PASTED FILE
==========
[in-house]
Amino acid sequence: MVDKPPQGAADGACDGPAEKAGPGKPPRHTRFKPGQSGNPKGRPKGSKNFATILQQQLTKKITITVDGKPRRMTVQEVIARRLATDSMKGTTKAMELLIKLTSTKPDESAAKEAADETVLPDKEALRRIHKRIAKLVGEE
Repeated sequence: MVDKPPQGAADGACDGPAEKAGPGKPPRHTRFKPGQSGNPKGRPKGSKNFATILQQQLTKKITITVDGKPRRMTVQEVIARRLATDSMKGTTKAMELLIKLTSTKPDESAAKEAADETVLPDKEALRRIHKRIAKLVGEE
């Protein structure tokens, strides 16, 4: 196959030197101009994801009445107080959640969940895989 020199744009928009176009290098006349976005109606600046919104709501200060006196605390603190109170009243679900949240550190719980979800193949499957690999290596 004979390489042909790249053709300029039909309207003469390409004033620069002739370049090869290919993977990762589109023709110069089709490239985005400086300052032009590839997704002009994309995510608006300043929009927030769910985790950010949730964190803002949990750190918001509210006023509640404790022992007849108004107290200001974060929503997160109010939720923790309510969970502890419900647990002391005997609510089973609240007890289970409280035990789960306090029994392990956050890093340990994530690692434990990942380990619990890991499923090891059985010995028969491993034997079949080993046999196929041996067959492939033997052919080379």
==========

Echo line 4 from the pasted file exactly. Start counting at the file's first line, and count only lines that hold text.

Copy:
């Protein structure tokens, strides 16, 4: 196959030197101009994801009445107080959640969940895989 020199744009928009176009290098006349976005109606600046919104709501200060006196605390603190109170009243679900949240550190719980979800193949499957690999290596 004979390489042909790249053709300029039909309207003469390409004033620069002739370049090869290919993977990762589109023709110069089709490239985005400086300052032009590839997704002009994309995510608006300043929009927030769910985790950010949730964190803002949990750190918001509210006023509640404790022992007849108004107290200001974060929503997160109010939720923790309510969970502890419900647990002391005997609510089973609240007890289970409280035990789960306090029994392990956050890093340990994530690692434990990942380990619990890991499923090891059985010995028969491993034997079949080993046999196929041996067959492939033997052919080379």